The Limits of Utilitarianism
edited by Harlan B. Miller and William H. Williams
University of Minnesota Press, 1982
Paper: 978-0-8166-1047-1
Library of Congress Classification B843.L55 1982
Dewey Decimal Classification 144.6

ABOUT THIS BOOK | AUTHOR BIOGRAPHY
ABOUT THIS BOOK

The Limits of Utilitarianism was first published in 1982. Minnesota Archive Editions uses digital technology to make long-unavailable books once again accessible, and are published unaltered from the original University of Minnesota Press editions.


Many philosophers have argued that utilitarianism is an unacceptable moral theory and that promoting the general welfare is at best only one of the legitimate goals of public policy. Utilitarian principles seem to place no limits on the extent to which society may legitimately interfere with a person's liberties - provided that such actions can be shown to promote the long-term welfare of its members. These issues have played a central role in discussions of utilitarianism since the time of Bentham and Mill. Despite criticisms, utilitarianism remains the most influential and widely accepted moral theory of recent times.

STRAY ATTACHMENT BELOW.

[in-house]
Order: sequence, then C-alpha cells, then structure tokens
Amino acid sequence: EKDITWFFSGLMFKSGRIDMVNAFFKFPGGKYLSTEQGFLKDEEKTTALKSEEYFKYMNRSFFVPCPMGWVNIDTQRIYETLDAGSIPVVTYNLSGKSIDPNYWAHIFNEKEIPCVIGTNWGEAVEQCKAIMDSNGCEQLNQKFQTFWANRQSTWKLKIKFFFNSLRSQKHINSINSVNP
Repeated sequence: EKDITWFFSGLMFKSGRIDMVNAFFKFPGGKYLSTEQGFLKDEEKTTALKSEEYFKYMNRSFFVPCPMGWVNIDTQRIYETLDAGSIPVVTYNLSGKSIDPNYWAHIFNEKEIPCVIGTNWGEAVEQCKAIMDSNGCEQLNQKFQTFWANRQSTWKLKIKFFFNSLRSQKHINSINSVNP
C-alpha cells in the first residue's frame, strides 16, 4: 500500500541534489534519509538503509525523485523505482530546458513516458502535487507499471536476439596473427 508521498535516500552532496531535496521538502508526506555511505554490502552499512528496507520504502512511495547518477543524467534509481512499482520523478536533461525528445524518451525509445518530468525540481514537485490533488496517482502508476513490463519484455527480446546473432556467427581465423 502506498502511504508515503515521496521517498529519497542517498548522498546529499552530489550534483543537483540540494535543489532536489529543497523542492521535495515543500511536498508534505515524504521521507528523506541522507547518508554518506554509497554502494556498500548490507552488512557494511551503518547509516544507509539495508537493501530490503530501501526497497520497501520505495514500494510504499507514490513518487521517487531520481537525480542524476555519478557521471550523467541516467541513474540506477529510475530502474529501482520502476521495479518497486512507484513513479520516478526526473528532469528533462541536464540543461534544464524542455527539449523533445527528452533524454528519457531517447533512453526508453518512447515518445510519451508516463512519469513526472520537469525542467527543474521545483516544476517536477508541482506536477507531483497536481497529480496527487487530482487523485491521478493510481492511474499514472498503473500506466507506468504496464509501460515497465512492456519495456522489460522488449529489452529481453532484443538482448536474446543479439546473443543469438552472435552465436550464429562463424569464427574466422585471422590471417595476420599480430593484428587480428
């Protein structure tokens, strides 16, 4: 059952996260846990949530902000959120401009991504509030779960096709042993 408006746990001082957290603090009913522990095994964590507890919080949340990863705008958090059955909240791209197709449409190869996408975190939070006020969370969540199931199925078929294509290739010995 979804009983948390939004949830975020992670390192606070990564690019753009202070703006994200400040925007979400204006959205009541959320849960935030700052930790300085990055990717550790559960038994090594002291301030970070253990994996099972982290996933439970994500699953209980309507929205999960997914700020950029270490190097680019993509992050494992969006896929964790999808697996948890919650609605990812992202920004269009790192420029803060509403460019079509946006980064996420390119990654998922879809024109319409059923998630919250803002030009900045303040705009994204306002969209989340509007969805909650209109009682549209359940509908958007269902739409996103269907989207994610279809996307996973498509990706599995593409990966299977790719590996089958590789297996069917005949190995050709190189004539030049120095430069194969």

In this volume contemporary philosophers address four aspects of utilitarianism: the principle of utility; utilitarianism vis-à-vis contractarianism; welfare; and voluntary cooperation and helping others. The editors provide an introduction and a comprehensive bibliography that covers all books and articles published in utilitarianism since 1930.



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